How Much Are Non-Monetary Benefits Worth?

Volume No. 06-17

“In determining tax liability under s. 160, non-monetary transfers must be considered.”

Section 160 of the Income Tax Act states that when an individual owes tax to the CRA and transfers property for less than its fair market value, the difference between the fair market value and the amount paid for the property becomes the liability of the transferee (the person who purchased the property). This law ensures that persons owing tax debts to the CRA do not transfer assets to a related person, so as to avoid paying their tax liability.

The amount paid for the property is not always clear. The CRA generally takes the position that the amount paid is the cash payment. In the case of Beaudin (2004 TCC 469), the Tax Court had to determine if non-monetary items had some value.

The taxpayer’s parents owned a cottage that had an undisputed fair market value ofapproximately $60,000. His parents owed the CRA more than this amount. At the time of the transfer of the property to their son, the parents were in very poor health and had difficulty making payments on their property and maintaining it. The parents and thetaxpayer agreed that their son (Richard Beaudin) would pay $30,000 to obtain title to the property. At the same time, his parents would reside in the property for as long as they live. The parents would be responsible for heating the premises and for minor maintenance costs. All other expenses, such as taxes and major repairs, were the responsibility of their son.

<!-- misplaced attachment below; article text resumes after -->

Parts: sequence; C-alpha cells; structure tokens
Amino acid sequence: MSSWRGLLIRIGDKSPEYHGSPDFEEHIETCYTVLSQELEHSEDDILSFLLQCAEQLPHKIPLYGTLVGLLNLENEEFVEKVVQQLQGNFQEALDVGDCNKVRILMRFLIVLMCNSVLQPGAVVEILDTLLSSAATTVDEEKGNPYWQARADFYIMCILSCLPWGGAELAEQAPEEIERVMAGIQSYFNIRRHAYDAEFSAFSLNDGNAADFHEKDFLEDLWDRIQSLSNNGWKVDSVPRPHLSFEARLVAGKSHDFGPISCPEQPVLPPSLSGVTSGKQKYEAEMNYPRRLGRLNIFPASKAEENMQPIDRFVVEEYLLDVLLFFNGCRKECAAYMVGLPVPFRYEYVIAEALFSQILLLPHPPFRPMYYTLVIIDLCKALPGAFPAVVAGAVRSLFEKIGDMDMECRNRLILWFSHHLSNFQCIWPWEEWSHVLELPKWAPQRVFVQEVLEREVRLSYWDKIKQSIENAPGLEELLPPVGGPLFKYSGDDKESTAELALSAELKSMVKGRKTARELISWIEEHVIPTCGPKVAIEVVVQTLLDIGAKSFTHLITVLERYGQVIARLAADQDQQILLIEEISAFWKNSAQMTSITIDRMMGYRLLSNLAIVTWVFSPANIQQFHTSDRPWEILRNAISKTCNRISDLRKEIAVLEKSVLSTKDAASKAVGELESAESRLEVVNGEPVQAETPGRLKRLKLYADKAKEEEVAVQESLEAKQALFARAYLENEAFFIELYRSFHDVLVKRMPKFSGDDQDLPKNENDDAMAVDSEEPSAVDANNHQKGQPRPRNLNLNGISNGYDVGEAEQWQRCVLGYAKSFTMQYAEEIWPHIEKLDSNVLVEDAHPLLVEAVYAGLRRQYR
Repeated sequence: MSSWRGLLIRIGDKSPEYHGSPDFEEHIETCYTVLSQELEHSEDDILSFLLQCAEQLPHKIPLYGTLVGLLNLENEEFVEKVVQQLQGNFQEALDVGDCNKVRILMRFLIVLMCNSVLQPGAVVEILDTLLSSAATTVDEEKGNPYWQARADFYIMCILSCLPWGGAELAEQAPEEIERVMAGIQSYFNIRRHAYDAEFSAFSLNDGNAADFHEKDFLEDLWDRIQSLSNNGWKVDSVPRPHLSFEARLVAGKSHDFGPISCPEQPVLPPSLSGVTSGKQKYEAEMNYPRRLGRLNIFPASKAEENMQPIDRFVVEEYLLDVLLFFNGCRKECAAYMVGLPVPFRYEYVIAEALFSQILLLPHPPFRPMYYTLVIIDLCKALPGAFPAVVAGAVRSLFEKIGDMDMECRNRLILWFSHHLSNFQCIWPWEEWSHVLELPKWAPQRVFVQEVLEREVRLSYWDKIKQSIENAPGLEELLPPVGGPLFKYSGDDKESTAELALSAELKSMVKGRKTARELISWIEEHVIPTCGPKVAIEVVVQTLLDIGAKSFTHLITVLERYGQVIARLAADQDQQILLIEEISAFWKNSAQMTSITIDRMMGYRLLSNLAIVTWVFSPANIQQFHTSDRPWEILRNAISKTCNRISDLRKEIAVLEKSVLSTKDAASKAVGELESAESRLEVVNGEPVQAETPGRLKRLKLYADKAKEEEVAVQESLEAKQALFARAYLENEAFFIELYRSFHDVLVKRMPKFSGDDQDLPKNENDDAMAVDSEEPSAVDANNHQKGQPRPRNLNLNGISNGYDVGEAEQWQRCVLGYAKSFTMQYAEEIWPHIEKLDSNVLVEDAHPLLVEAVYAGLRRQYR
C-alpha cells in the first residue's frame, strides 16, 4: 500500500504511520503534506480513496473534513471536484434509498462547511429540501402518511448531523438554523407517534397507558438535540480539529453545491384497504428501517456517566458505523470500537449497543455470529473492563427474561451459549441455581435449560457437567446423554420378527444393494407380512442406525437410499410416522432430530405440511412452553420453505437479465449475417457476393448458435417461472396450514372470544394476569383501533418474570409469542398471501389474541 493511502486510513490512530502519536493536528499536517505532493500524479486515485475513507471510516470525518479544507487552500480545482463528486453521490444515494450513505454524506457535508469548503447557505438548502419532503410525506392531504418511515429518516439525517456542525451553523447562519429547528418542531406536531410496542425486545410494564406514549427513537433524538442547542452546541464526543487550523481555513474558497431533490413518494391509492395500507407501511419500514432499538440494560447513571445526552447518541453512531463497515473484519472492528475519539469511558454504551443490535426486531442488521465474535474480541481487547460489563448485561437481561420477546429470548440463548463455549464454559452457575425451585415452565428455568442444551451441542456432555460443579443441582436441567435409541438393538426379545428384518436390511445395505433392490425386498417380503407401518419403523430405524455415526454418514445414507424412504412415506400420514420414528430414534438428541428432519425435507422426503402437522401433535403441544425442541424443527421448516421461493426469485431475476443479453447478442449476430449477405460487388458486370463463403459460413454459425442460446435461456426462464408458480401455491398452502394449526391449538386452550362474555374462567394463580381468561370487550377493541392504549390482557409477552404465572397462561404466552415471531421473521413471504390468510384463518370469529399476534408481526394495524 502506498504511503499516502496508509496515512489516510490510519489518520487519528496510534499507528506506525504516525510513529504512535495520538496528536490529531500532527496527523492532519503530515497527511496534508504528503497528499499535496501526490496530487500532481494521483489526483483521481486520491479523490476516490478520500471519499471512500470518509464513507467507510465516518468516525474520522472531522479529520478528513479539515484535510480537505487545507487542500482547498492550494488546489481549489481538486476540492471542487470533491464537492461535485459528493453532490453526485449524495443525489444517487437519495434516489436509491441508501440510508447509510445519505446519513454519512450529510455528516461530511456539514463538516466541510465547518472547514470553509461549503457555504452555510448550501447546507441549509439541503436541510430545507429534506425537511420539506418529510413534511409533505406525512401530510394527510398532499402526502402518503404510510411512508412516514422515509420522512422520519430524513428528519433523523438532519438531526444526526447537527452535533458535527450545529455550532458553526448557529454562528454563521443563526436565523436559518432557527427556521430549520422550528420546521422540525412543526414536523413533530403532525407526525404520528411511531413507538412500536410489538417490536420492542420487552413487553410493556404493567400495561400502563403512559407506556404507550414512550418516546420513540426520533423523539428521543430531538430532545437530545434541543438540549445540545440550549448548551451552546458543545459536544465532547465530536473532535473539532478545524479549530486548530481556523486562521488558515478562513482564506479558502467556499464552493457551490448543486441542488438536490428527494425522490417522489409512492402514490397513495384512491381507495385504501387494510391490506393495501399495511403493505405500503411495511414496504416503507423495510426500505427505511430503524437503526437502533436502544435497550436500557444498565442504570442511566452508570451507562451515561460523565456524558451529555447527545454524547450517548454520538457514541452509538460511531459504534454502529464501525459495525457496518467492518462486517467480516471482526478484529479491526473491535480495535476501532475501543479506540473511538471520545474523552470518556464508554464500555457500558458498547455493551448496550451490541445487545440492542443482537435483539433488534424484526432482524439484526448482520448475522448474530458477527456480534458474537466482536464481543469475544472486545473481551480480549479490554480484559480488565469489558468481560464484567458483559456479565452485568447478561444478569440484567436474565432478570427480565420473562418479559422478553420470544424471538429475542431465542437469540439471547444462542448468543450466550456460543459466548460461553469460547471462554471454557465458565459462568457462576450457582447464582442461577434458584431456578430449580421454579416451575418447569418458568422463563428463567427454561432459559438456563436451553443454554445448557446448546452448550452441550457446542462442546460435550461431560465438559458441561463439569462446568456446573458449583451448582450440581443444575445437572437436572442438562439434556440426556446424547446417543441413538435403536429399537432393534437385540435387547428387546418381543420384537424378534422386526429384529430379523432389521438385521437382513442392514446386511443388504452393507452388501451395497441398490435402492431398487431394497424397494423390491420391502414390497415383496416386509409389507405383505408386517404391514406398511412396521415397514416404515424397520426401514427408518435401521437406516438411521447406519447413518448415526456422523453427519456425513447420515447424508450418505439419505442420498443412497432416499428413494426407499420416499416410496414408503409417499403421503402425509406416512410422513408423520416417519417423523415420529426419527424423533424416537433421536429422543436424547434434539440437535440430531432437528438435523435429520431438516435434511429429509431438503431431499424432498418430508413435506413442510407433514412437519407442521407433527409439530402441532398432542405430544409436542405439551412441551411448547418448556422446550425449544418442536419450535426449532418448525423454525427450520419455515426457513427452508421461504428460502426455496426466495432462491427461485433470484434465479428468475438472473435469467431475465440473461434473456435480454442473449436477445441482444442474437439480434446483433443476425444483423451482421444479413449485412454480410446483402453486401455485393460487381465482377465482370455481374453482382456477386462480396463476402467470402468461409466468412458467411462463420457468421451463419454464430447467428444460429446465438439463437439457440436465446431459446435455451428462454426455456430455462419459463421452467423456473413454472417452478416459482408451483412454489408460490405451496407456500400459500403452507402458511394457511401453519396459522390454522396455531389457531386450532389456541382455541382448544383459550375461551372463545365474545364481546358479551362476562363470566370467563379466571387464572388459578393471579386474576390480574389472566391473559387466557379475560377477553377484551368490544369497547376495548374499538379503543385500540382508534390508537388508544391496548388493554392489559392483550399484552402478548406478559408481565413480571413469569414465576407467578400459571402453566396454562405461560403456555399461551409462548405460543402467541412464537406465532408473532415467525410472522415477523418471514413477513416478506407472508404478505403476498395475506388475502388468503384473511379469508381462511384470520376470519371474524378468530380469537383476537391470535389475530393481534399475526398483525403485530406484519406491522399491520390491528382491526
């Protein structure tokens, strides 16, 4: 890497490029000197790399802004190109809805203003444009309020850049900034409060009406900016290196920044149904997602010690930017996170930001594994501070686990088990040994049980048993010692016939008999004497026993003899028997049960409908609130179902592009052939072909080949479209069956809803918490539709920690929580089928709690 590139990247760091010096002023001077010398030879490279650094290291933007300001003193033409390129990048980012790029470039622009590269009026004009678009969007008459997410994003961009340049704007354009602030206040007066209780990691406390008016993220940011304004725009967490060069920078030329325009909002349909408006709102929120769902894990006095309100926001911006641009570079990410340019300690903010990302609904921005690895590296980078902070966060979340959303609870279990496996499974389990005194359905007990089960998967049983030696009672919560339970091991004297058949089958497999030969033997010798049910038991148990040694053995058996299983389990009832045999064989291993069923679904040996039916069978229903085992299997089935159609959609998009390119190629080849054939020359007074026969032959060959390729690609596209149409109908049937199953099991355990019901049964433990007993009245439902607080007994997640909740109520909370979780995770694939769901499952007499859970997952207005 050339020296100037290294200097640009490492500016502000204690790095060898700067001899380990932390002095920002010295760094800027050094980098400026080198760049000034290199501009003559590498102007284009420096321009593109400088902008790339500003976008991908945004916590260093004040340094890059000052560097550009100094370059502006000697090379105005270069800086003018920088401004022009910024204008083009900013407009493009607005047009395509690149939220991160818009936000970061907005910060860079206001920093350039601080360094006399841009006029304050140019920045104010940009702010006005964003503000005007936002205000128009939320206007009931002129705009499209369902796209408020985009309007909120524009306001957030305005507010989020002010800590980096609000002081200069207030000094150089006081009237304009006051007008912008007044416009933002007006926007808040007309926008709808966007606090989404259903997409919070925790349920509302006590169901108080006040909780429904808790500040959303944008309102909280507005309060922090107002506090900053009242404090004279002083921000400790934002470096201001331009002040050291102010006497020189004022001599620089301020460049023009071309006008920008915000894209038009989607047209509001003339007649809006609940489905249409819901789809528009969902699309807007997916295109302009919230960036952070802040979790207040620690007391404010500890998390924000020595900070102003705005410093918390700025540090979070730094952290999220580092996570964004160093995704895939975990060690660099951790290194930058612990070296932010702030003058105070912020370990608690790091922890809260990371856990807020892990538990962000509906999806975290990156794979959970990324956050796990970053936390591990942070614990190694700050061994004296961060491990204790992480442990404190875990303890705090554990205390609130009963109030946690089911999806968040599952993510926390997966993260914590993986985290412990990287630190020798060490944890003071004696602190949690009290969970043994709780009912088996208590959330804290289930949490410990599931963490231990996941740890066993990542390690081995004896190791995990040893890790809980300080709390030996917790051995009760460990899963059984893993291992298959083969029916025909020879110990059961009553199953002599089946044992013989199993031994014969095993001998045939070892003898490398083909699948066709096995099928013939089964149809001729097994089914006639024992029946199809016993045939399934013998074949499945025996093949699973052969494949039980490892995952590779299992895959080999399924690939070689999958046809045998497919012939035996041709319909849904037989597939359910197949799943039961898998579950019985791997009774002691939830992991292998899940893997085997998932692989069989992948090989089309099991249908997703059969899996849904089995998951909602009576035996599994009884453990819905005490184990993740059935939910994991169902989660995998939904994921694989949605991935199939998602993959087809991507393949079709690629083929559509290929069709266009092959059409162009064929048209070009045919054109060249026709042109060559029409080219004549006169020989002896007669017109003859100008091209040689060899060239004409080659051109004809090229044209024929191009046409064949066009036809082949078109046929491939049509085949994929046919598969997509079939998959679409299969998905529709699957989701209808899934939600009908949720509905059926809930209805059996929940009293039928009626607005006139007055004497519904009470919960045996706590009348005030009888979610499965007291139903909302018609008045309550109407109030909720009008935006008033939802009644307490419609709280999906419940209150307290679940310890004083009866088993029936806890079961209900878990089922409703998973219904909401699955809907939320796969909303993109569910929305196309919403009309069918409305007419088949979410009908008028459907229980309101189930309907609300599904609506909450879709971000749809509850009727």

The CRA determined, pursuant to subsection 160(1), that the son was liable for $30,000 of his parents’ taxes, based on the difference between the fair market value of the cottage ($60,000) and the cash paid ($30,000).

The Court took an interesting approach, noting that there were non-monetary benefits, such as allowing his parents to stay in the house, and taking responsibility for manyof the expenses. The Court decided (without explanation) that the value of the non-monetary benefits was $15,000. Consequently, the Court decided that the taxpayer was liable for $15,000 of his parents’ tax, not $30,000.

The Court noted the difficulty in valuing non-monetary benefits, but nevertheless they must be taken into account.


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